• Gacky: A bit more sparse, but handles more guests since the bed is are tatami mats with futons. This is a northeast, and bit closer to the station as well as other subway stations going to other parts of Kyoto.
Both are walking distance from Kyoto Station, and near convenience stores and small restaurants. 

In Osaka, we settled in APA Hotels, a known hotel chain. It was right smack in the middle of two subway lines which got us mobile rather quickly around the city. I suggest booking these places through Booking.com

Traveling between the cities is actually quite convenient. You can take the Keihan line servicing both Osaka and Kyoto. Especially during peak seasons, hotels in Kyoto in particular could get filled up quickly. Osaka can work as a good base, and just do day trips to Kyoto. It takes about 30 minutes via the rapid service trains.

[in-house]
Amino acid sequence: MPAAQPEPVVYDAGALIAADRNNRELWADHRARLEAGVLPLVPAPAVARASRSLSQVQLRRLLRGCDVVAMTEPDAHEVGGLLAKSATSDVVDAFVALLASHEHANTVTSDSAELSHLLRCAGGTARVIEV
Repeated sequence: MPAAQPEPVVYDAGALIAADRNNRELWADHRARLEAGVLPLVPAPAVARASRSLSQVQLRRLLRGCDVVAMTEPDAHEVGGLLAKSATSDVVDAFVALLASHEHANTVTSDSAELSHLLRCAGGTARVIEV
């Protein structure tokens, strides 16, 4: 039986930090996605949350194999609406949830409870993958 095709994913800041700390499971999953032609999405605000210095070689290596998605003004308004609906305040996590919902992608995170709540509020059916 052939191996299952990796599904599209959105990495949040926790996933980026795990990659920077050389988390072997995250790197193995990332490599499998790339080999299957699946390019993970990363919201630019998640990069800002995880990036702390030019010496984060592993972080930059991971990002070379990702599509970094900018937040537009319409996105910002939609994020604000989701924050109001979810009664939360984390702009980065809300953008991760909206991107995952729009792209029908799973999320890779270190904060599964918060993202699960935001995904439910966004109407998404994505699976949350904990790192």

Food Tripping

As much as Japan is awesome with food, you don't have to eat every takoyaki on every corner. You would eventually get tired of them if consumed consecutively. I suggest spacing your Japanese snack cravings. There would be lots of delicacies to enjoy when you walk around the public markets. Make sure to save space for those. What I enjoyed the most though is kaiten sushi (conveyor belt sushi).

Ramen and soba stalls are a common sight especially near the stations. These cater mostly to the commuting worker type, but still give a good meal. Don't miss the chance eat in one.

While riding the train, we impulsively hopped off Sakuranomiya Station to get our first glimpse of cherry blossoms up close. It was almost lunch and you could see couples, people sitting underneath the trees with their bento boxes. It was such an authentic quaint experience. 

Our main stop of the day was Osaka Castle, which was quite a walk from the station where we hopped off. Whether you take the northern or southern gates, the distance would almost be the same.